When they are held up at the end of their lives to prevent them being soiled by their own shit and piss, you know something is wrong. Not a pleasant picture, it's true. Maybe just another pseudo-polemic, political activist video.
This is not a story of old people's homes but a return to the question of foie gras.
I'm not squeamish. I grew up on a farm and as a boy was no stranger to some of the more unpalatable habits of country life: using ferrets to decimate rabbit warrens, digging out foxes with terriers and coursing hares with lurchers. Drowning unwanted kittens and puppies was the norm, catching sparrows in cages only to break their necks and throwing dogs into the grain bins for gladiatorial ratting nauseating though they seem to me now, were common sport.
The debate about foie gras is essentially to do with the gavage; the practice of forcing food down the gullets of farmed geese. There are lots of examples of geese bred on farms in France where the birds seem to waddle happily to the farmer's wife (they prefer women apparently) to gorge on the corn mash, thus vastly extending their livers before being slaughtered. And there is a precedent for this in the wild, where migrating birds overfeed in order to sustain themselves across long migrations.
But willing or otherwise, from the most cursory inspection of the subject, it's extreme food production. And as with the unsavoury rural pastimes of my youth, I've tried to form a principled view of my relationship with nature. Pitting one animal against another for sport or killing a living thing that you are not going to eat, for fun, for fashion or only for luxury, is beneath human dignity.
Naturally people get defensive and claim that it's part of their culture and tradition. The arguments about foxhunting and bull-fighting still rage on. Yet the same people who defend those activities would condemn bear baiting or cock-fighting. Only last year in the park behind my home, police were patrolling summer nights to prevent the increase in dog-fighting. I daresay most of us would willingly reintroduce burning at the stake for such vile people but that too is a tradition we seem to have grown beyond in our thinking.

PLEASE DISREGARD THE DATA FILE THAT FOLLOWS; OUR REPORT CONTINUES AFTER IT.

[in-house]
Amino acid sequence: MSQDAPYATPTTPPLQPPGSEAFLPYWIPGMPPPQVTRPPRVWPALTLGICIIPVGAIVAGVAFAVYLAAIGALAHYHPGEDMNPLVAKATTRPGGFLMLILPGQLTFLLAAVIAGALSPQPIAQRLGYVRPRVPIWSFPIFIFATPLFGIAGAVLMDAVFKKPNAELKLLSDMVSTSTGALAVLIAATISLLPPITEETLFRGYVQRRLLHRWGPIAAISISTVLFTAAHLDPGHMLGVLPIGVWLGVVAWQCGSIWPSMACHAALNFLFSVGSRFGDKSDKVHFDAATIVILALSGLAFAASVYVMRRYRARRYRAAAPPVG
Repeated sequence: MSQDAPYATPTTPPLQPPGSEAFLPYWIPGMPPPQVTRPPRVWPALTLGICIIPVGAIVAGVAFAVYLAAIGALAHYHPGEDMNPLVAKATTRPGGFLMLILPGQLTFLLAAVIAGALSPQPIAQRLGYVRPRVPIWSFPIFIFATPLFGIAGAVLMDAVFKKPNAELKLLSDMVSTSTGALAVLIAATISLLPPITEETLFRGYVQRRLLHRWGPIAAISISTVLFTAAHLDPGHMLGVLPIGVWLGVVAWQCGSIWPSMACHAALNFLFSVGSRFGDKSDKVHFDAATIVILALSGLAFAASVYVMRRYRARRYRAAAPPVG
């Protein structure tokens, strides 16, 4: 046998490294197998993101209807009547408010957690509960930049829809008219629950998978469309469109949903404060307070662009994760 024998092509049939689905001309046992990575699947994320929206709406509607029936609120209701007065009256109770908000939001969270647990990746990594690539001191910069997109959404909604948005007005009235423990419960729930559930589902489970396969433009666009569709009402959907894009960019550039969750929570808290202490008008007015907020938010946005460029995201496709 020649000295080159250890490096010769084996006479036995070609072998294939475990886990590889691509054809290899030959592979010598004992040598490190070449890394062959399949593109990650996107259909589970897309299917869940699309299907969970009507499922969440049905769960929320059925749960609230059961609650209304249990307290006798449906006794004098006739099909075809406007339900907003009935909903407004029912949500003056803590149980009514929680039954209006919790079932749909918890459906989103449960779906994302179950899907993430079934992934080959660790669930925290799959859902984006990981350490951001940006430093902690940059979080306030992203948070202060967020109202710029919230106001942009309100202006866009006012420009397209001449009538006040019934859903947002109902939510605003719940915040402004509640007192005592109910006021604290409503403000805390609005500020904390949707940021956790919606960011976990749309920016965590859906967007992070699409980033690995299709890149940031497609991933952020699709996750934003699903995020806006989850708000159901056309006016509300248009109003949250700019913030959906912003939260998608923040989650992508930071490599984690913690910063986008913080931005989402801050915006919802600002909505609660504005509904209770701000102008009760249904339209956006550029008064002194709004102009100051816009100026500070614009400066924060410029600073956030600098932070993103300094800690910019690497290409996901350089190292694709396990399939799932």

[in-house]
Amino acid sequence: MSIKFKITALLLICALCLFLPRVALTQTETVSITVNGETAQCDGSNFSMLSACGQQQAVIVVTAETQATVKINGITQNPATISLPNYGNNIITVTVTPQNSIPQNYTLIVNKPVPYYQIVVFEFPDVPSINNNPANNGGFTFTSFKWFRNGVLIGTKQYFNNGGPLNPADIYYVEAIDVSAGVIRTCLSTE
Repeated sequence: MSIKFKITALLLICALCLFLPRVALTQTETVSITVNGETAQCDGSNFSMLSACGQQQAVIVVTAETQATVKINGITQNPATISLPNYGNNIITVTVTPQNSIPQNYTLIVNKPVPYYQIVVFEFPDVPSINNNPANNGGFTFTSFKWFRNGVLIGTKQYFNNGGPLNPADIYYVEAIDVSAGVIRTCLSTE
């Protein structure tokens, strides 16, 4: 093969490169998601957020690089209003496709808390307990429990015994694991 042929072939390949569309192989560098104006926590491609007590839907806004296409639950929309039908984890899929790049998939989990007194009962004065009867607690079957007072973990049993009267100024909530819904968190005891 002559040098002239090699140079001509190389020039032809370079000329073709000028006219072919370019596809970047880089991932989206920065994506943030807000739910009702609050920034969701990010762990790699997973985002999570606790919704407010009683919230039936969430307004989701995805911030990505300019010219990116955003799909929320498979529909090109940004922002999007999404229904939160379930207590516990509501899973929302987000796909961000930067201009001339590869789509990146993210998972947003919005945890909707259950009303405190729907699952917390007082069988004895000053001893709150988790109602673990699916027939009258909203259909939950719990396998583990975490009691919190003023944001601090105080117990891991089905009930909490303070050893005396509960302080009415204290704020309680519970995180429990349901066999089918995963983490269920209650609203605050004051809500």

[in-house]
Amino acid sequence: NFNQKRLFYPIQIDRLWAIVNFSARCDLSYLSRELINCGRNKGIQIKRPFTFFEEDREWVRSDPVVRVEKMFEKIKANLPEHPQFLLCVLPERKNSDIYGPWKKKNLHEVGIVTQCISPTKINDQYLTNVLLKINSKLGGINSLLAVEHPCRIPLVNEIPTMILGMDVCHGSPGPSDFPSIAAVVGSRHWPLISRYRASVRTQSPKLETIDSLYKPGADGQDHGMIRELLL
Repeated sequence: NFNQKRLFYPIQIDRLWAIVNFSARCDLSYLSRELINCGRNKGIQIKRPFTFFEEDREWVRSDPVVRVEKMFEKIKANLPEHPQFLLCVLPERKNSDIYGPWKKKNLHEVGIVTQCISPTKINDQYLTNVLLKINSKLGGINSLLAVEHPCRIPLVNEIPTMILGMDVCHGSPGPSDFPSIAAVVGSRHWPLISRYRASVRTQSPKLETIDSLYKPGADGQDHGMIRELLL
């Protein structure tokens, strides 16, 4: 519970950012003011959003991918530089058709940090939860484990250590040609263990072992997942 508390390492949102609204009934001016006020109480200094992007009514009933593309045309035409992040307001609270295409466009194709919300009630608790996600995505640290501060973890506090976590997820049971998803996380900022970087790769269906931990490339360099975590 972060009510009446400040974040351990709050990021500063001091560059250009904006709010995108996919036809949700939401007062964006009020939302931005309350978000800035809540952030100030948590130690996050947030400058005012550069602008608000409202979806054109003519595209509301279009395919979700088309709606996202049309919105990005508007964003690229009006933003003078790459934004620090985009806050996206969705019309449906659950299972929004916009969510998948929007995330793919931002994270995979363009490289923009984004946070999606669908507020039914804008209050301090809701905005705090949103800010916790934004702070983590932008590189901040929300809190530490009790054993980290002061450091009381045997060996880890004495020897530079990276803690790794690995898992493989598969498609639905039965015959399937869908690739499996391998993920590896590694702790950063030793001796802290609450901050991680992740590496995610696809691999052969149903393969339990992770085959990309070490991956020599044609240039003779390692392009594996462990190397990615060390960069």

A bit far-fetched, you might think, to compare the foie gras industry with such rampant cruelty to animals (and humans). But the point still remains, that if producers are going to such lengths to extract a fattened liver from a bird for you to eat (and truthfully most of the stuff we eat is industrially produced), where else do you draw the line?
I have been shocked to see how many people seem to be wearing fur again. In New York this winter and now in London, not just the old furs but new ones, once again parading along the streets on the backs of both young and old.
I've looked at the animal rights websites exposing the cruelties exacted on these poor animals and naturally one is disgusted by them. But doubtless there are foie gras farmers who love their birds (see Dan Barber's notorious TED talk about this here and fur producers who treat their animals humanely. However you look at it though, we just don't need it. Do we?
We proved in the 1980s that seals didn't need to be clubbed to death and that whales needed to be protected from mass slaughter. Because those arguments were won intellectually. Because most of us were able rationalize above the over-simplistic, 'it's what we've always done' line.
So I suppose I just have to decide for myself whether it matters if I'm a 'coonskin totin', goose liver munching human that can just do what I like to indulge myself at the cost of any animal. And then again, how many children or oppressed Chinese were sewing the buttons on my nice new winter coat?